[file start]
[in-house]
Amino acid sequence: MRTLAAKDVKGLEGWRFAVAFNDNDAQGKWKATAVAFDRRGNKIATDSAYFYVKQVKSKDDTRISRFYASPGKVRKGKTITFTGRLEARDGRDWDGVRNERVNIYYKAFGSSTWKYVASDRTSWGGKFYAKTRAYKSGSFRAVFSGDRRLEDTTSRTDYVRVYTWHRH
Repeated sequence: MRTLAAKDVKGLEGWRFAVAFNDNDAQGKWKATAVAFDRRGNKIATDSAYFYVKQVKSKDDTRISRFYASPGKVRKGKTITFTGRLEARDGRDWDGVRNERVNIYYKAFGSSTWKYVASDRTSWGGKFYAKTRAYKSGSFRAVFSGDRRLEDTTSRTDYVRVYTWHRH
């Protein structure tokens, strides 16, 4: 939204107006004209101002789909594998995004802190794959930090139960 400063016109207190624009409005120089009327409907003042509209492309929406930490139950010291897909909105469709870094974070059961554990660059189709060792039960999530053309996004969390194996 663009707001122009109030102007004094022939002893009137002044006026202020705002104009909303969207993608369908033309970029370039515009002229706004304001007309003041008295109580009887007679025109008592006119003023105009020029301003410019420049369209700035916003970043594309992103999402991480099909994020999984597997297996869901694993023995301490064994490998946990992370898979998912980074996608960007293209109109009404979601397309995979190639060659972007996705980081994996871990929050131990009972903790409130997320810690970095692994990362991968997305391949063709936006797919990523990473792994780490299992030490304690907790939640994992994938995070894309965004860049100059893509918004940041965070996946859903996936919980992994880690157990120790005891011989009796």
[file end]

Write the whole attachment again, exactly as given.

[in-house]
Amino acid sequence: MRTLAAKDVKGLEGWRFAVAFNDNDAQGKWKATAVAFDRRGNKIATDSAYFYVKQVKSKDDTRISRFYASPGKVRKGKTITFTGRLEARDGRDWDGVRNERVNIYYKAFGSSTWKYVASDRTSWGGKFYAKTRAYKSGSFRAVFSGDRRLEDTTSRTDYVRVYTWHRH
Repeated sequence: MRTLAAKDVKGLEGWRFAVAFNDNDAQGKWKATAVAFDRRGNKIATDSAYFYVKQVKSKDDTRISRFYASPGKVRKGKTITFTGRLEARDGRDWDGVRNERVNIYYKAFGSSTWKYVASDRTSWGGKFYAKTRAYKSGSFRAVFSGDRRLEDTTSRTDYVRVYTWHRH
């Protein structure tokens, strides 16, 4: 939204107006004209101002789909594998995004802190794959930090139960 400063016109207190624009409005120089009327409907003042509209492309929406930490139950010291897909909105469709870094974070059961554990660059189709060792039960999530053309996004969390194996 663009707001122009109030102007004094022939002893009137002044006026202020705002104009909303969207993608369908033309970029370039515009002229706004304001007309003041008295109580009887007679025109008592006119003023105009020029301003410019420049369209700035916003970043594309992103999402991480099909994020999984597997297996869901694993023995301490064994490998946990992370898979998912980074996608960007293209109109009404979601397309995979190639060659972007996705980081994996871990929050131990009972903790409130997320810690970095692994990362991968997305391949063709936006797919990523990473792994780490299992030490304690907790939640994992994938995070894309965004860049100059893509918004940041965070996946859903996936919980992994880690157990120790005891011989009796």